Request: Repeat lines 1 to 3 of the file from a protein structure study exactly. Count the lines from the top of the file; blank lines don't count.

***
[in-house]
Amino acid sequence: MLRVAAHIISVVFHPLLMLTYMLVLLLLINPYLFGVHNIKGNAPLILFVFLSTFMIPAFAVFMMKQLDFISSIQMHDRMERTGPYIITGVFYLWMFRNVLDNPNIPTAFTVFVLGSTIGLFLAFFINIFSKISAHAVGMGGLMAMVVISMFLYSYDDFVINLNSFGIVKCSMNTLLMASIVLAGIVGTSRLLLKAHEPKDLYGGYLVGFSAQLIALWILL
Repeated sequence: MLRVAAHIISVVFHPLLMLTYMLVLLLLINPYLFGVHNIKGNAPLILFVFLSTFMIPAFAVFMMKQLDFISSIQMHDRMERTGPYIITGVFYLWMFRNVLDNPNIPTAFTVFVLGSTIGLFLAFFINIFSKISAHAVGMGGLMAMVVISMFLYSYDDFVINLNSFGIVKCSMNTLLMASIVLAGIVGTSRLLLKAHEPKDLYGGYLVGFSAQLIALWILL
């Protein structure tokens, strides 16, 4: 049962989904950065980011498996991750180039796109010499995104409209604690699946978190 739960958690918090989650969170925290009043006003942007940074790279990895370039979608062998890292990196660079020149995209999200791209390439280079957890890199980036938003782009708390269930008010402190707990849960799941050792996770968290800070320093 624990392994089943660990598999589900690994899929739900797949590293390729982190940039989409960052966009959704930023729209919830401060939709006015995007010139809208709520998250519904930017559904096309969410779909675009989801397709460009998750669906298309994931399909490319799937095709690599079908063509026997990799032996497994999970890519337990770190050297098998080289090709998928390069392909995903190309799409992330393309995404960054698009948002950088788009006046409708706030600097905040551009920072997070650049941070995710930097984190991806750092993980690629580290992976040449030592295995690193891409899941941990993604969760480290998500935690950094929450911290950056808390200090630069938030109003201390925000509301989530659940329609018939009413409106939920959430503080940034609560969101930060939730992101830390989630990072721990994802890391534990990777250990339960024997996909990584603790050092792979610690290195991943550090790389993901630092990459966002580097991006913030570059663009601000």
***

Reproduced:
[in-house]
Amino acid sequence: MLRVAAHIISVVFHPLLMLTYMLVLLLLINPYLFGVHNIKGNAPLILFVFLSTFMIPAFAVFMMKQLDFISSIQMHDRMERTGPYIITGVFYLWMFRNVLDNPNIPTAFTVFVLGSTIGLFLAFFINIFSKISAHAVGMGGLMAMVVISMFLYSYDDFVINLNSFGIVKCSMNTLLMASIVLAGIVGTSRLLLKAHEPKDLYGGYLVGFSAQLIALWILL
Repeated sequence: MLRVAAHIISVVFHPLLMLTYMLVLLLLINPYLFGVHNIKGNAPLILFVFLSTFMIPAFAVFMMKQLDFISSIQMHDRMERTGPYIITGVFYLWMFRNVLDNPNIPTAFTVFVLGSTIGLFLAFFINIFSKISAHAVGMGGLMAMVVISMFLYSYDDFVINLNSFGIVKCSMNTLLMASIVLAGIVGTSRLLLKAHEPKDLYGGYLVGFSAQLIALWILL